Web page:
Policy seems to be setting the standard in the markets as of late. Oil is going up on talks of coordinated cuts across OPEC and Russia. Iron Ore and other china related commodities spiked because of the People’s Congress meeting and the hope of stimulus as a result. Japan’s economy is confirmed to have shrunk in the 4th quarter of 2015, which will have many speculating more simulative measures from that government there as well. With the ECB meeting on Thursday expecting more stimulus and the only question is the method(s) taken this week will be shaped by the events of the ECB (or lack of them) that will set the mood in terms of rates, bank stocks, and commodities. The current speculation of negative rates not having the same effect as asset purchases did when first introduced has caused some concerns among investors that the ECB will have to try and quell. Whether this means taking more asset purchases on, or extending the existing scheme, or both, will he weighed.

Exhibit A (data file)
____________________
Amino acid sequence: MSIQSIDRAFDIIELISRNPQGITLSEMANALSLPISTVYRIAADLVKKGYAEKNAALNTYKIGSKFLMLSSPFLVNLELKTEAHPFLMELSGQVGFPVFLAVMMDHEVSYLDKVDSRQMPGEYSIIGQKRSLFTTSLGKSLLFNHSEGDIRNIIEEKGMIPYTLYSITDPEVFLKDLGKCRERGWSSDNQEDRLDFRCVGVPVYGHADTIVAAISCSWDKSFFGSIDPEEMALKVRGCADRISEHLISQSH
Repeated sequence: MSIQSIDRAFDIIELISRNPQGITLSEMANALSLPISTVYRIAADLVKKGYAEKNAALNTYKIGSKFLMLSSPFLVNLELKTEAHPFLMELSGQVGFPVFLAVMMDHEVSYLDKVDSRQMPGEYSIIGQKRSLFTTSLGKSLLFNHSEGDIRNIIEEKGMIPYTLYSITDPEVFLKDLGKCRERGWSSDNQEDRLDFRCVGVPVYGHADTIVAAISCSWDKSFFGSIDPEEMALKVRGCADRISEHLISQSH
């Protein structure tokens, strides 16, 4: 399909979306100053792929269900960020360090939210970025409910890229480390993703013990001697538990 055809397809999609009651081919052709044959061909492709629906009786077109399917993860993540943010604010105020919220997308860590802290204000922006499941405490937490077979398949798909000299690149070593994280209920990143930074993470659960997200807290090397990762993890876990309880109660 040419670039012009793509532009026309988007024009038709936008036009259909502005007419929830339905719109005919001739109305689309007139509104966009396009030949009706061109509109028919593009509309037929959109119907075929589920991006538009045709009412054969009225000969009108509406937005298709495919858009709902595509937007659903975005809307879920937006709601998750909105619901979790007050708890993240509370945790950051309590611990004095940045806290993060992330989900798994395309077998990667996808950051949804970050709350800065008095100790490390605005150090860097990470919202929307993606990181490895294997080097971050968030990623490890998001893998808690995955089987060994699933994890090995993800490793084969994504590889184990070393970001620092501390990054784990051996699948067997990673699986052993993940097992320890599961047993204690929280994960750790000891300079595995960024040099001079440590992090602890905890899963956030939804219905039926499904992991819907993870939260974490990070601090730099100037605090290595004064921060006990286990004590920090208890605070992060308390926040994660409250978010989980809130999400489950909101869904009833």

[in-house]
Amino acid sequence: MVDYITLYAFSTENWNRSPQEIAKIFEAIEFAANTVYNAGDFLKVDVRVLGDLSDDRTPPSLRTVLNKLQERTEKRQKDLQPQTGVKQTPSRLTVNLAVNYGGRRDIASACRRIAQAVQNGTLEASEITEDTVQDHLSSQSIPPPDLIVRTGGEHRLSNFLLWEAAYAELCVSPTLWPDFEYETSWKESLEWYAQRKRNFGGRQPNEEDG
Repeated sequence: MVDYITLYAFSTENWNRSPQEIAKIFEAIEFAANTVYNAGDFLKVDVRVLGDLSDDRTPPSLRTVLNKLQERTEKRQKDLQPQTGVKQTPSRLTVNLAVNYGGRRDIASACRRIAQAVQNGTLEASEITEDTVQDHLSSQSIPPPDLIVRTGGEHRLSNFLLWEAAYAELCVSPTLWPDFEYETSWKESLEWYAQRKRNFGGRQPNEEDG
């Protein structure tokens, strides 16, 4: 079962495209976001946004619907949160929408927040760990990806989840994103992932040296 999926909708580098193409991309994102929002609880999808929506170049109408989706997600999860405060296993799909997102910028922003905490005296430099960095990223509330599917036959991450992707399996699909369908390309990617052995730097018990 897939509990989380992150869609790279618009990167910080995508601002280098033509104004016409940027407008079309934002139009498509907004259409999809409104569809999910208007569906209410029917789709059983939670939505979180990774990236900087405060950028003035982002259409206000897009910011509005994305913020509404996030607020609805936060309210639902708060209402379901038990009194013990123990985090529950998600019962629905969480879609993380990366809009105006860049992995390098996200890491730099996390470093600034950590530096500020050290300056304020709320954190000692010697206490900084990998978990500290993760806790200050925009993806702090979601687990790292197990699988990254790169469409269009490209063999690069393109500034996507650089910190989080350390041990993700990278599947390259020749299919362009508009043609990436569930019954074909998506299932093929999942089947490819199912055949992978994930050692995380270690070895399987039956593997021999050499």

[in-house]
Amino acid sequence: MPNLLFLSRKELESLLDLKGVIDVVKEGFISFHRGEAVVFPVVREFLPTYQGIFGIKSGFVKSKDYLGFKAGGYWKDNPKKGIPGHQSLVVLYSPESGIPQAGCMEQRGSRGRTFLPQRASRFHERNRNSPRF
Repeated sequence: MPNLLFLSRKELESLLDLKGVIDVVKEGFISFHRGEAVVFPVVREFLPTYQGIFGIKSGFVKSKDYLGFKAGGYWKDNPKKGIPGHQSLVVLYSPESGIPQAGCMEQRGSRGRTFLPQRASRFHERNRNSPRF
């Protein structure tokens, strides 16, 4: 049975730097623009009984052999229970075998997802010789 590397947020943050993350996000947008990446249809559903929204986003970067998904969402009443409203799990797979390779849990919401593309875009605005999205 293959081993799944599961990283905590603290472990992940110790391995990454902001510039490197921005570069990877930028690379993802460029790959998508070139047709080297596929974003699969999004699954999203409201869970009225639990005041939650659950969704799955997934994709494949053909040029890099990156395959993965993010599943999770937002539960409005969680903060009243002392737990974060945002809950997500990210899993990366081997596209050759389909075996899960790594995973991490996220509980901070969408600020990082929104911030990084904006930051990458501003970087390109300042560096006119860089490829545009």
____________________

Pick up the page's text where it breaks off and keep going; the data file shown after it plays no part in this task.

In Japan however the markets have given a clear sign that they are not pleased with the negative rate decision, seeing the Yen spike off the announcement should be looked at by the BoJ as a sign that investors will want a more comprehensive form of stimulus as opposed to negative rates on selective deposits. This measure did more to hurt bank shares and instill panic into the market (causing a flight to safety) than convince the markets that inflation will pick up.
Remember the end goal of all of these simulative measures is to boost inflation expectations, which is changing how market participants think. The difficulty lies in implementing unconventional measures and expecting a rational result in the wake of irrational market volatility. A tall order.